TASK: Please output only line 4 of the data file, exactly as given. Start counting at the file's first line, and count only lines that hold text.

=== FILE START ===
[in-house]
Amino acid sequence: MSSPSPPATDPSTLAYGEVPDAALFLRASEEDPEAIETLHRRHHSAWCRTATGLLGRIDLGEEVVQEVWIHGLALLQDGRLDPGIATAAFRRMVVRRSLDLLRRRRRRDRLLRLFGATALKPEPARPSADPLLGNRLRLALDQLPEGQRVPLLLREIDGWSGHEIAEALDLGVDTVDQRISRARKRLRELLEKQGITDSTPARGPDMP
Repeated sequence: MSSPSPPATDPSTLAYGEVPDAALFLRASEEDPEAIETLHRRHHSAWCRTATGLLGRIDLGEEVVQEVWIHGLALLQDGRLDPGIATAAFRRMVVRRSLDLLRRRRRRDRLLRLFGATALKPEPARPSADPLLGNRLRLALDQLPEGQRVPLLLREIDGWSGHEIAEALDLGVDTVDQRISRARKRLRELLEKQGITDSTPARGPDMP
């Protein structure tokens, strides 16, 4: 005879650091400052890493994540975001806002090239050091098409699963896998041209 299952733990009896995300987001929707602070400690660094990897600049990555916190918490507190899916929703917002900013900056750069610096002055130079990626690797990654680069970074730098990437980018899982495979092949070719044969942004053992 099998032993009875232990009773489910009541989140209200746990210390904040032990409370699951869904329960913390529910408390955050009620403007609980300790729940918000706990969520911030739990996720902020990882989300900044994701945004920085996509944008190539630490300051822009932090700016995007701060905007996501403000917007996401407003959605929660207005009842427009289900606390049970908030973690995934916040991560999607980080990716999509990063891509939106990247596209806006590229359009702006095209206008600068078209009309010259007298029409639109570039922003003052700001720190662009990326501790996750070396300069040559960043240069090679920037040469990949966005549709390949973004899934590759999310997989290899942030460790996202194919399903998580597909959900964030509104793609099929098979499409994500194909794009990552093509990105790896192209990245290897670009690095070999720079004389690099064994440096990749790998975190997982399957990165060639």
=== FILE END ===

């Protein structure tokens, strides 16, 4: 005879650091400052890493994540975001806002090239050091098409699963896998041209 299952733990009896995300987001929707602070400690660094990897600049990555916190918490507190899916929703917002900013900056750069610096002055130079990626690797990654680069970074730098990437980018899982495979092949070719044969942004053992 099998032993009875232990009773489910009541989140209200746990210390904040032990409370699951869904329960913390529910408390955050009620403007609980300790729940918000706990969520911030739990996720902020990882989300900044994701945004920085996509944008190539630490300051822009932090700016995007701060905007996501403000917007996401407003959605929660207005009842427009289900606390049970908030973690995934916040991560999607980080990716999509990063891509939106990247596209806006590229359009702006095209206008600068078209009309010259007298029409639109570039922003003052700001720190662009990326501790996750070396300069040559960043240069090679920037040469990949966005549709390949973004899934590759999310997989290899942030460790996202194919399903998580597909959900964030509104793609099929098979499409994500194909794009990552093509990105790896192209990245290897670009690095070999720079004389690099064994440096990749790998975190997982399957990165060639």